3. Build a multigenerational team. In recent years, companies have rushed to hire millennials in the hope that they will help with innovation efforts, Giacomelli said. However, organizations need alignment across the front, middle, and back of the organization, which is impossible with only young employees because they lack institutional knowledge about how the organization is built.
"You need to have the ability to create multifunctional teams that have a bit of the old guard with their domain expertise and institutional knowledge, as well as new folks, and give them a common way to communicate with each other," Giacomelli said. A multigenerational team can also help CEOs achieve ambidexterity, or the ability to lead a business that is at once the most optimized, and the most adaptable, Firth said.
4. Create a common goal for a team, and guide them to create a solution for that goal. For Genpact, the question was "How do we change our core so that we eliminate a lot of the work we do through digital?" "We didn't want to improve it, but to radically eliminate a lot of the work we do, because machines can do it," Giacomelli said. He recommends design thinking training, which better facilitates those conversations and collaboration.
5. Become subject matter experts in digital transformation. "They need to understand the full breadth of what the global cross-industry digital transformation is all about," Firth said. "Who are the players, who are the companies in each sector who are excellent, what are the techniques they're using, what is the network of talent driving the big programs and companies across sectors."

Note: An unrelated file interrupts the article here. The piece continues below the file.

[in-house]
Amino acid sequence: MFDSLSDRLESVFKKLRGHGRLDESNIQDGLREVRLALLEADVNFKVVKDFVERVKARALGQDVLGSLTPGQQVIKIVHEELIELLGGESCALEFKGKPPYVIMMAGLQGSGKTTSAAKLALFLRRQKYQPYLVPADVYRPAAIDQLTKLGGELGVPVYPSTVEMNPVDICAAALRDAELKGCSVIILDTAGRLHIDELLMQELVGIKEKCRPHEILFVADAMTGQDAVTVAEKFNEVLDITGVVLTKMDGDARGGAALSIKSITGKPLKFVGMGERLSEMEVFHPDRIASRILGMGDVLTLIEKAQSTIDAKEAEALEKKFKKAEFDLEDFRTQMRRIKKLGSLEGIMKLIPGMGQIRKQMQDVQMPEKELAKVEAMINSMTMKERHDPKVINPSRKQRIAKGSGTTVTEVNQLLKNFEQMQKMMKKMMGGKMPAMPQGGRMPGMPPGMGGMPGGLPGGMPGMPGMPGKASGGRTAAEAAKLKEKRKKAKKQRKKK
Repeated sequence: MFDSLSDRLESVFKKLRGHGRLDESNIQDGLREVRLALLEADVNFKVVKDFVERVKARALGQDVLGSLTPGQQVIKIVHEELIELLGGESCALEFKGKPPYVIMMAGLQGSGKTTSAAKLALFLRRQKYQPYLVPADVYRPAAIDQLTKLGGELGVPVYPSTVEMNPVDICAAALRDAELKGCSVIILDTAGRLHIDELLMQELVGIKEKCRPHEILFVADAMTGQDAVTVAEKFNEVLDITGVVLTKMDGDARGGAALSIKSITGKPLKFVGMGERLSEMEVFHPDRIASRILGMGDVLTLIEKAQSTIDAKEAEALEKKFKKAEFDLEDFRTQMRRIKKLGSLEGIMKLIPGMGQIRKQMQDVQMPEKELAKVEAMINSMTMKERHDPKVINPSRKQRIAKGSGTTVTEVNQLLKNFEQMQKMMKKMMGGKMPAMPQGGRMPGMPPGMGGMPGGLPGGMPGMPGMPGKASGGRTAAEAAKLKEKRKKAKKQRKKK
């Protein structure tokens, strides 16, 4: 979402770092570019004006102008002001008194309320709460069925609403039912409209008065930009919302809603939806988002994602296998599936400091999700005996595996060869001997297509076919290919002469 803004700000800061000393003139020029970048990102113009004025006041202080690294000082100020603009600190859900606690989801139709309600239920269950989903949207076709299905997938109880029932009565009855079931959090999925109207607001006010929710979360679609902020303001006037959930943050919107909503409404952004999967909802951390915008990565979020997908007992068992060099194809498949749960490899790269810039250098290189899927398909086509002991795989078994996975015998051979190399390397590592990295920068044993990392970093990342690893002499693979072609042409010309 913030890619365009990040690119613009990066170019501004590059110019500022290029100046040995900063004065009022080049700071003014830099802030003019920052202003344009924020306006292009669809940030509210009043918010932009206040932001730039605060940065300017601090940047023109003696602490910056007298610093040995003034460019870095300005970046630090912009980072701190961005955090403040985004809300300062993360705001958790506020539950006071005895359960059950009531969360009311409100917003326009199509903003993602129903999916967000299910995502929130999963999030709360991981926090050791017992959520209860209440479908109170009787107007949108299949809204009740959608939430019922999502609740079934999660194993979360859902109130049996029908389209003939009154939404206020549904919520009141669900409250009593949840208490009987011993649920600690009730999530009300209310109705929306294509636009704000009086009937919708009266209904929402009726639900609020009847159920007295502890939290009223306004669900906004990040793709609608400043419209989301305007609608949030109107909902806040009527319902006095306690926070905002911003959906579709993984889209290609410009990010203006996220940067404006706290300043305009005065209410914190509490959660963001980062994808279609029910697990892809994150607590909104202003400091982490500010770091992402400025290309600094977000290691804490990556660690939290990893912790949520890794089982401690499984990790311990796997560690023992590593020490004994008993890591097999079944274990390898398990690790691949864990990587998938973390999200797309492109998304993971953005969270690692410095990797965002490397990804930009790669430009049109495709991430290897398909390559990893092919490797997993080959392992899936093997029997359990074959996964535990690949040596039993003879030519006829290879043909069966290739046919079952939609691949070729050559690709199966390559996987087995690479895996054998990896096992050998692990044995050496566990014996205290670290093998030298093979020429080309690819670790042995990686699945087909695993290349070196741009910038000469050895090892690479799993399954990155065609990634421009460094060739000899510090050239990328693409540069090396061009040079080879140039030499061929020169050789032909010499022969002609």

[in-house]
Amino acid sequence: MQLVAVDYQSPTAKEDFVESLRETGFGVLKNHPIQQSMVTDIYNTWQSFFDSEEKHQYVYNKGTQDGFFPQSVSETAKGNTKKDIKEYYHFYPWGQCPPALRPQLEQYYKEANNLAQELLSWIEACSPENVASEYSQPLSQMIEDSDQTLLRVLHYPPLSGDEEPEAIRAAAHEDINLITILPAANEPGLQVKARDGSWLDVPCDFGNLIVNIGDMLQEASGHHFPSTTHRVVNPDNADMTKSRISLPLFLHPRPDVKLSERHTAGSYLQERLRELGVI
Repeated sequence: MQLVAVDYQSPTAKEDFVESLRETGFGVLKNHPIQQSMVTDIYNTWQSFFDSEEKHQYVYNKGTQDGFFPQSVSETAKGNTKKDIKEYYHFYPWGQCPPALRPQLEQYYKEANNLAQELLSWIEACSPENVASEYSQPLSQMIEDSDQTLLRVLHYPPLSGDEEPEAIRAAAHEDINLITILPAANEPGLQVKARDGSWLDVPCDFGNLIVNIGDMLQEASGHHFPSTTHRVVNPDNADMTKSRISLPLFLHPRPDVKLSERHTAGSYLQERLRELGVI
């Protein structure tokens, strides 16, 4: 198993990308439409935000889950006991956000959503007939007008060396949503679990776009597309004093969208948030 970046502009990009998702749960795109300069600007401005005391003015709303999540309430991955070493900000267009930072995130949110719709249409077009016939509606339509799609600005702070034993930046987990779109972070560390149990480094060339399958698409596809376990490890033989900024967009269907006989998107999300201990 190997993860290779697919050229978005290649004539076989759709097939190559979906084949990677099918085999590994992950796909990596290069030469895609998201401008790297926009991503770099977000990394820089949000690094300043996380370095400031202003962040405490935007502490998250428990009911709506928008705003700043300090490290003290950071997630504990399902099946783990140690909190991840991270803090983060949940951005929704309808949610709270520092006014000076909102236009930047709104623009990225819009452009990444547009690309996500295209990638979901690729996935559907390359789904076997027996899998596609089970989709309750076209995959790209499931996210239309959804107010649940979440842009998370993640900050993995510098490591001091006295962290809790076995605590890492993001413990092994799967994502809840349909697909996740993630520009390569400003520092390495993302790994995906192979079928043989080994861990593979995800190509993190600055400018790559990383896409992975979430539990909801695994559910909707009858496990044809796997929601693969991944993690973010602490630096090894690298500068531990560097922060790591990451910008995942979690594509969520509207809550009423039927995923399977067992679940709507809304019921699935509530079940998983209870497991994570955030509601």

6. Make the investment. "Digital transformation is a cost, or an investment, depending on how you look at it," Solis said. "There is a lot of work ahead with ROI and short and long term planning in this, where one day the CEO would say 'We're going to focus on this change and invest in a long-term strategy." From there we will start to see evolution of the C-suite, he said.
7. Innovate, don't iterate. Digital transformation is meant to provide the opportunity to create, and do new things to create new value. "Some people think that tech companies are innovating, but they haven't changed the game," Solis said. "That's where tech companies can be the best possible partner in digital transformation." This also means fostering a culture of experimentation, Giacomelli said.
SEE: Ebook—IT leader's guide to achieving digital transformation (Tech Pro Research)
As a tech company, building that partnership with a client means not selling your product as the sole solution for digital transformation efforts, Solis said.
"Too many tech companies are forcing blinders on companies to think about solutions in very narrow ways," Solis said. "I would love to see solution providers become enablers for bigger transformations around those solutions—asking, 'What are your challenges, and how are your customers and employees changing?' so we can figure out the solution and new outcomes."